Upon its fifth year running, the Anzisha prize team has shortlisted all 494 applicants for their most coveted award.
Entrepreneurs between 15-22 extending from 33 countries across the continent, have been shortlisted to a list of twelve to share for the Anzisha Prize win – a share of US$75,000 and continuous access on scaling their business and expanding their impact.
With young entrepreneurs in heavily competitive fields such as fashion and agriculture, coming from all corners of the continent will be flown into South Africa during the global Entrepreneurship week (12-18 November) where they will receive intensive training from the African Leadership Academy’s entrepreneurial leadership faculty and meet with industry leaders who will serve as mentors to the applicants. From this, a judge panel will deliberate to select the grand prize winner on the eve of the end of the entrepreneurship week.
However, all is not lost for the Anzisha finalists who do not win the grand prize, as the finalists then become Anzisha fellows and receive ongoing support through business consulting, professional development training and access to growth of their businesses and impact. According to Grace Kalisha, manager for the Anzisha prize, Entrepreneurship has a significant potential to drive economic growth and improved livelihoods for African youth. “We are proud to be celebrating and supporting these inspiring young leaders during Global Entrepreneurship Week, making art of the global entrepreneurship narrative,” she says.
Here are the finalists:
- Farai Munjoma, Zimbabwe (18): Farai is the co-founder of Shasha Iseminar, a business which provides access to course-ware content, past examination question and answers and career guidance to high school aged children. He further offers school fess contribution from the revenues earned in his business, and carries out projects at orphanages.
- Blessing Fortune Kwomo, Nigeria (19): Blessing is the cofounder of DeRehoboths Therapeutic Studio, a home based health care which expands through tailored family actions plans for treating illnesses and addressing root causes of their ailment. It further empowers families to live healthier within the context of their circumstances.
- Vanessa Zommi, Cameroon (19): Vanessa is the cofounder of Emerand Moringa tea – a tea which aims to mage diabetes in her community by providing products with contain key antioxidants – at which her company produces 15kg of tea as output per month.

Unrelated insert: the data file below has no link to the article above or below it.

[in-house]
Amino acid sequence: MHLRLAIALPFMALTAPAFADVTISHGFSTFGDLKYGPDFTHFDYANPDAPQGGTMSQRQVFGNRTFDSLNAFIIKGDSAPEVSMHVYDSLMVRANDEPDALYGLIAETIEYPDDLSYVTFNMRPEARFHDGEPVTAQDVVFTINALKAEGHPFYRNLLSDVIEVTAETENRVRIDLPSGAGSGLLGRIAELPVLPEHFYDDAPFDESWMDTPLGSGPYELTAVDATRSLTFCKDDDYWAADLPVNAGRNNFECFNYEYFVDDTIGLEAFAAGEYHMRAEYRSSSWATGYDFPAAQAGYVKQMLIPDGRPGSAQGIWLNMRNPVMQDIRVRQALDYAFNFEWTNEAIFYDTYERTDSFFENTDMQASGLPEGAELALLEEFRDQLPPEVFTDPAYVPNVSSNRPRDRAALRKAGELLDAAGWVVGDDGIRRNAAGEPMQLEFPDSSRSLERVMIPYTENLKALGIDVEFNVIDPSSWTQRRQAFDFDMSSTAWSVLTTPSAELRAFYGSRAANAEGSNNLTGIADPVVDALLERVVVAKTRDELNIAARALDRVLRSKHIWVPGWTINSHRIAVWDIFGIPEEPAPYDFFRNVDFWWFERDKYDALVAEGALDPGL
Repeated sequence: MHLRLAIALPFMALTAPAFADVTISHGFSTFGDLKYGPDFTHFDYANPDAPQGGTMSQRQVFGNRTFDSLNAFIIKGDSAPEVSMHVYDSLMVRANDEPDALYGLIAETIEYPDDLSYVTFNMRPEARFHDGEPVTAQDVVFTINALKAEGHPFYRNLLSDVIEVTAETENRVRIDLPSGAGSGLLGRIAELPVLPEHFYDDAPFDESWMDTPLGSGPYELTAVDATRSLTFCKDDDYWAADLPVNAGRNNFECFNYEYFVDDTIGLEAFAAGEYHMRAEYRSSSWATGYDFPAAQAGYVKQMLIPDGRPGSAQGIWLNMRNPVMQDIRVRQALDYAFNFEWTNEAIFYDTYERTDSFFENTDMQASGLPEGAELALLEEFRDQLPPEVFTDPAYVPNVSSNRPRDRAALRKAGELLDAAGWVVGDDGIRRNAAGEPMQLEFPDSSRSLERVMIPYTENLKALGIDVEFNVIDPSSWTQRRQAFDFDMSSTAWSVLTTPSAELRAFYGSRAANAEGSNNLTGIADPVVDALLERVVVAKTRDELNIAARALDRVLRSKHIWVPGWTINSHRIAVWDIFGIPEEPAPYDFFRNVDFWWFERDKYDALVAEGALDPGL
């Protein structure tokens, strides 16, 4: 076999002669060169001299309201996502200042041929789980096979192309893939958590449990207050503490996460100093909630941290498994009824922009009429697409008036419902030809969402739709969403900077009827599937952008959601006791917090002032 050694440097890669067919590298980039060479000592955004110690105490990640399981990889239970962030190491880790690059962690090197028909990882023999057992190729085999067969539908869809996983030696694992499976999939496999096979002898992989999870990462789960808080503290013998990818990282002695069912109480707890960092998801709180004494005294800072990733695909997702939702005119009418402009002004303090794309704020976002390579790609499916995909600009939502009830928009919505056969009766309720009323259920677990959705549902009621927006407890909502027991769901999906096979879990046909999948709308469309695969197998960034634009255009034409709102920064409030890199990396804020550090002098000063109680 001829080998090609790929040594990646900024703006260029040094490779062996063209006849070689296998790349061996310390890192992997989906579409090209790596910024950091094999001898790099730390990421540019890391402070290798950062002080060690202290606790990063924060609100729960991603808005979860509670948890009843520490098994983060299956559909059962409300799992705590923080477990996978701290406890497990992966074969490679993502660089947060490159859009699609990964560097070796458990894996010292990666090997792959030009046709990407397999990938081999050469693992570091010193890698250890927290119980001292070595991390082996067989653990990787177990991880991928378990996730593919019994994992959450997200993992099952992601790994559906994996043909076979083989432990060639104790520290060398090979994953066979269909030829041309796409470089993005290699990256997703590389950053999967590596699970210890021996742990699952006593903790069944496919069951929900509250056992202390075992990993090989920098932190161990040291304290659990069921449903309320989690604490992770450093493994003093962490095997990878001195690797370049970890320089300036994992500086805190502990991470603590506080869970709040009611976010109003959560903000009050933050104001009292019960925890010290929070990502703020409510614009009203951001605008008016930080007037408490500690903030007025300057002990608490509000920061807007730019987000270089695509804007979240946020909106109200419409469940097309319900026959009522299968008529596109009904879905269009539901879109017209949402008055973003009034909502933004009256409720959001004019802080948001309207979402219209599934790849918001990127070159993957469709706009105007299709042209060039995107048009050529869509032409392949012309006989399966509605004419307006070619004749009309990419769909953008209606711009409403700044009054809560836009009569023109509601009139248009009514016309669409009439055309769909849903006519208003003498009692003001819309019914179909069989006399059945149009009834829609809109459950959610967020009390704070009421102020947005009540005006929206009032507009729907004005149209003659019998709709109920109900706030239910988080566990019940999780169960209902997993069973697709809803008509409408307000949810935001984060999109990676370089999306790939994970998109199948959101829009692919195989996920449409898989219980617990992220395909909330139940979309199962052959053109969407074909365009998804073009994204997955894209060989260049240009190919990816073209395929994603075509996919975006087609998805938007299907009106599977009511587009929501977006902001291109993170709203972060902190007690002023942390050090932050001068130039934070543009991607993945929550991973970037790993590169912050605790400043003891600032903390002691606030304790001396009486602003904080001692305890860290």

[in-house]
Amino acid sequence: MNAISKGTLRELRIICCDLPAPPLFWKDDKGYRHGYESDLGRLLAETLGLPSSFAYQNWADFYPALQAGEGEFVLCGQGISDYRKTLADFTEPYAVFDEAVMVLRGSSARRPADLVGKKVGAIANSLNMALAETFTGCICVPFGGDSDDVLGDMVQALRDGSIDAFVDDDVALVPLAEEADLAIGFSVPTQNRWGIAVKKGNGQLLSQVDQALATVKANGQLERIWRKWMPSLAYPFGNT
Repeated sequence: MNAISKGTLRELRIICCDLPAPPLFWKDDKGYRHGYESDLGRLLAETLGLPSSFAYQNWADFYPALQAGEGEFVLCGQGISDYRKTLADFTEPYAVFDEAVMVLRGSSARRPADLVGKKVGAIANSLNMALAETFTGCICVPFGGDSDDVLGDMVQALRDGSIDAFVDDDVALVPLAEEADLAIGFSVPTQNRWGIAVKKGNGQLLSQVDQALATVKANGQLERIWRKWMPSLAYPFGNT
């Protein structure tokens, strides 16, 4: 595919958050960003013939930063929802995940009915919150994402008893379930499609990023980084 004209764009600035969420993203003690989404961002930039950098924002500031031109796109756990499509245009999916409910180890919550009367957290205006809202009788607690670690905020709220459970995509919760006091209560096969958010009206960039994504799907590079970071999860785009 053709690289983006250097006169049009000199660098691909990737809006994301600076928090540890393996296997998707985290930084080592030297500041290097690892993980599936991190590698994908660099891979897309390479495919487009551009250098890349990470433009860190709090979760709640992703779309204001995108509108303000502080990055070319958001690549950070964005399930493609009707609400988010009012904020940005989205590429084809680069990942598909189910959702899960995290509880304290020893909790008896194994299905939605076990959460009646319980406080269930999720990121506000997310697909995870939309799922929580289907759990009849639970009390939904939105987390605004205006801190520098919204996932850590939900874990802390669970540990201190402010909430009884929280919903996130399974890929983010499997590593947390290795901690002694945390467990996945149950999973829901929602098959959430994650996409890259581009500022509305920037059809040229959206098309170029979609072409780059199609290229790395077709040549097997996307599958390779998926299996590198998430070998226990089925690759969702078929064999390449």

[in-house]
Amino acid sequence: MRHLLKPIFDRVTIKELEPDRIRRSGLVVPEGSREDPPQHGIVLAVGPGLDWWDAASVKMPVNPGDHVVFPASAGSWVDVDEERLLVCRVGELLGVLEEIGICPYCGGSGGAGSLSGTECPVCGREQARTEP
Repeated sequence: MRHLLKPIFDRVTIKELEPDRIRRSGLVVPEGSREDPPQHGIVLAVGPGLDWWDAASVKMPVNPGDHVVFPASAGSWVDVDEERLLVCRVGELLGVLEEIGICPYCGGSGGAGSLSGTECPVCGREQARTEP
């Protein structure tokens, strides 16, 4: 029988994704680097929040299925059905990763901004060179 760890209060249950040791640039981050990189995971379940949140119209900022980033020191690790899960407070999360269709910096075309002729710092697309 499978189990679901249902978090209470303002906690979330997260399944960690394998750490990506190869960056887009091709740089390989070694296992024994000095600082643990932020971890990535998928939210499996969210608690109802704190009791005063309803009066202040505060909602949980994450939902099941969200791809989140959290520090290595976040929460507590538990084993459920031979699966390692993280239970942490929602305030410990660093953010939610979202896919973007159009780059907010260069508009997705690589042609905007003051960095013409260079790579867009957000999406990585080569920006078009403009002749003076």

- Karidas Tshintsholo, South Africa (20): Karidas is the cofounder of Push Imsokol’, a clothing line currently employing six people in Ekangala township close to Pretoria. His clothing brand hasn’t been only worn by members of his community, but also by television actors on local South African tv shows and celebrities.
- Chantal Butare, Rwanda (21): Chantal, the founder of Kinazi Dairy Cooperative (KIDACO) offers market access to 3250 farmers through 10 milk collectors. KIDACO packages and sells milk for cattle owners in the community who have received cows in a government program, but lack market access.
- Sirjeff Dennis, Tanzania (21): Founder of Jefren Afrifriend Solutions (JAS) Poultry farming, he raises 1 500 broiler chickens a month, and selling 100-150 kg bafs of organic fertilizer a month.
- Hidaya Ibrahim, Ethiopia (21): Hidaya is the co-founder of Qine Association for promoting education quality, an education venture that organizes capacity building activities for students to increase critical thinking, analytical research and writing skills. She further convenes with the educational sector players for unique consultation on the quality of Ethiopian education.
- Daniel Mukisa, Uganda (21): co-founder of Transport Company, provider of delivery services in Kampala using own branded fleet of 30 motorbikes, carrying out approximately 150 deliveries daily for corporate clients.
- Fabrice Alomo, Cameroon (22): founder of MyAconnect, a web platform that aims to ease trade in Africa through digitalizing what and how people buy, sell and pay through four user-friendly applications, with 128 companies currently using their business.
- Chris Kwekowe, Nigeria (22): Chris is the founder of Slatecube, an e-learning platform that allows learners to study ICT- related course work and be certified at their convenience, with 200 active users on Slatecube this year.
- George Mtemahanji Tanzania (22): George is the cofounder of SunSweet Solar, which designs, plans, organizes and brings solar energy to rural Tanzania. One of his projects was the construction of the largest solar energy system in Kilombero, at Benignis Girls Secondary School of Ifakara.
- Mabel Suglo, Ghana (22): Mabel is the cofounder of Echo Shoes, a footwear business specializing in designing and making shoes from recycled waste, producing 30 pairs of shoes a month, further employing and empowering people with disabilities in the production process.